Cezanne Got It Right

I’m sure many writers feel like this about our art. We write from an emotion, a feeling… something that we can’t exactly put a name to, not when 50,000 words will do a much better job at painting the picture we want to show the world.

It could be romance, dystopian fiction, sci-fi fantasy, horror, or a children’s story. Whatever it is, if it starts from an emotion, I’d like to call it art. It’s an interpretation of something inside us.

The reason I’m saying this is twofold: 1) Tate Gallery’s addition of Cezanne’s quote is just what I needed to hear this morning because I’ve come to the conclusion that I cannot for the life of me write to market, and 2) there are so many rip-off artists out there.

I tried giving myself a deadline early this year with a goal to write X number of books (I can’t remember now, to be honest), including those under a pen name that would tackle erotic romance and make tons of money. Yeah, right. Every time I’d start, I always dove right into deep POV and character (who is the heroine? Who is the hero? What are their motivations?) and totally messed up the whole theory behind K.I.S.S. or Keep It Simple Stupid.

Why can’t I keep it simple? Why can’t I just write a simple story and go right into the action? Why does it feel like pulling teeth?

Because I feel like a fraud doing it, that’s why.

The other day, I finally broke down and bought a PC laptop for the hubby who needs to master Excel for his job. He can’t do that on my Macbook because my Macbook and Microsoft Office just don’t gel; I also don’t use Office unless I really have to and even that feels like pulling teeth. So I set up the PC laptop and while perusing their App Store, was pleasantly surprised to see Ulysses, the markdown writing app I use to write on all my IOS devices.

$14.99 instead of $44.99? Definitely! I’m in, baby! Maybe having a PC isn’t so bad after all…

Then I tweeted the guys who developed Ulysses and told them I’m happy to see them have a version for the Microsoft store.

No wonder some of the shortcuts wouldn’t work on the Microsoft version. It’s a damn rip-off! I should have paid attention to the logo alone, which was different from what I see all the time when I open my MacBook and iPhone apps.

So I contacted Customer Services and requested a refund. They asked me if I was having any issues and I told them that I’d just found out it was a rip-off of the original app. The customer service rep told me the Microsoft store does not sell rip-offs.

Yes, you do, I told them. The makers themselves told me it’s a rip-off.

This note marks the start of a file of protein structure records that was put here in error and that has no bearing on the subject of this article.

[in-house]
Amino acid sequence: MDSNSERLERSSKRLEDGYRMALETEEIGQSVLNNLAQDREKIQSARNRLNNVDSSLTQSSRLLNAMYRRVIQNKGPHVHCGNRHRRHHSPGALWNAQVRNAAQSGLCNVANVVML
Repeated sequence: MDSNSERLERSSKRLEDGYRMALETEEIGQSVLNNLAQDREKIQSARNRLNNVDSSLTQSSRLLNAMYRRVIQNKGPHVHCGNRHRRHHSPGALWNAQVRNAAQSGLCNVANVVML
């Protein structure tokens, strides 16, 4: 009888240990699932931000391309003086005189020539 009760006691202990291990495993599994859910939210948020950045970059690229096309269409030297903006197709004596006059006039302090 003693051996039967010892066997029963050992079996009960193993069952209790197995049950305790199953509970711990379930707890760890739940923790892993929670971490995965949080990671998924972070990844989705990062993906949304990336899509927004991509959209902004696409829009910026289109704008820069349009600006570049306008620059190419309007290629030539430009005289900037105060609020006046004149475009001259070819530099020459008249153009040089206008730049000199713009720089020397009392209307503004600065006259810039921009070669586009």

She said she’d send it to the higher-ups though I doubt anything will be done.

So what does this have to do with writing and emotion and art? I have no idea, but when I was chatting with the rep, I realized just how important it is to tap into the source of your writing. The guys that created the original (and in my opinion, the best) Ulysses app have a passion for creating the best writing product, hands down. The rip-off wanna be’s? Money. Just pure money.

It made me think of the story I was writing on that rip-off program, too. An erotic romance that had no heart and I just felt myself dragging with each word I wrote. I just wasn’t feeling it even though I told myself it’s writing to market; you got this, girl! When I got to 400 words, I stopped.

This is not why I write.

I write because I love it and it’s my passion and my art. It’s how I express myself best. It’s how I heal from invisible wounds that serve as the perfect foundation for my stories. Maybe one day I’ll learn how to write to market and make tons of money (ha!) but for now, I’ll stick to writing from emotion. It’s my art.

I’m also sticking to my Macbook.

5 thoughts on “Cezanne Got It Right

  1. I can’t tell you how much I can relate, Liz. I’m not a published author, aside from a few poems, but I’ve written many things, all from a place of emotion, and I am not sure I’m capable of keeping anything simple, lol. I HAVE to describe things viscerally – it’s how I feel them! And I cannot feel fraudulent. Period. In actuality, I’ve used it as an excuse (one of many) to not try to dive into a larger project. I think I’ve come to conclusion that I wrote because I have to. I wrote when my spirit tells me I need to. I don’t know, maybe one day that will lead to a bigger project, a story I feel like I have to tell. I really just write what I feel and whomever is meant to read it will, I suppose.